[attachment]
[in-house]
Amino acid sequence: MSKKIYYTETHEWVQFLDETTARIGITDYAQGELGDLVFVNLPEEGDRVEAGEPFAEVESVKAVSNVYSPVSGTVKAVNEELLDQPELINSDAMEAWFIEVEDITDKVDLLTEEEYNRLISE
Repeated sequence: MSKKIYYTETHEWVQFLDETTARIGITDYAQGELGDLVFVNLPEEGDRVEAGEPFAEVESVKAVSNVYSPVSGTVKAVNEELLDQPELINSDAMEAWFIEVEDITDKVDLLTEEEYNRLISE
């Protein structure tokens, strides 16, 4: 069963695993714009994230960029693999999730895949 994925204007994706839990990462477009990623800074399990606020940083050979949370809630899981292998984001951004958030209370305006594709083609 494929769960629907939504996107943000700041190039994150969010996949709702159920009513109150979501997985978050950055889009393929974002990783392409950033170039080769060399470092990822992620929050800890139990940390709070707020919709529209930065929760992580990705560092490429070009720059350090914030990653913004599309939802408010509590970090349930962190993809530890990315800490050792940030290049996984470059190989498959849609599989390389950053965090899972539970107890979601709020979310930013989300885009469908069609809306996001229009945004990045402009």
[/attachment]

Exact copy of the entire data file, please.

[in-house]
Amino acid sequence: MSKKIYYTETHEWVQFLDETTARIGITDYAQGELGDLVFVNLPEEGDRVEAGEPFAEVESVKAVSNVYSPVSGTVKAVNEELLDQPELINSDAMEAWFIEVEDITDKVDLLTEEEYNRLISE
Repeated sequence: MSKKIYYTETHEWVQFLDETTARIGITDYAQGELGDLVFVNLPEEGDRVEAGEPFAEVESVKAVSNVYSPVSGTVKAVNEELLDQPELINSDAMEAWFIEVEDITDKVDLLTEEEYNRLISE
């Protein structure tokens, strides 16, 4: 069963695993714009994230960029693999999730895949 994925204007994706839990990462477009990623800074399990606020940083050979949370809630899981292998984001951004958030209370305006594709083609 494929769960629907939504996107943000700041190039994150969010996949709702159920009513109150979501997985978050950055889009393929974002990783392409950033170039080769060399470092990822992620929050800890139990940390709070707020919709529209930065929760992580990705560092490429070009720059350090914030990653913004599309939802408010509590970090349930962190993809530890990315800490050792940030290049996984470059190989498959849609599989390389950053965090899972539970107890979601709020979310930013989300885009469908069609809306996001229009945004990045402009």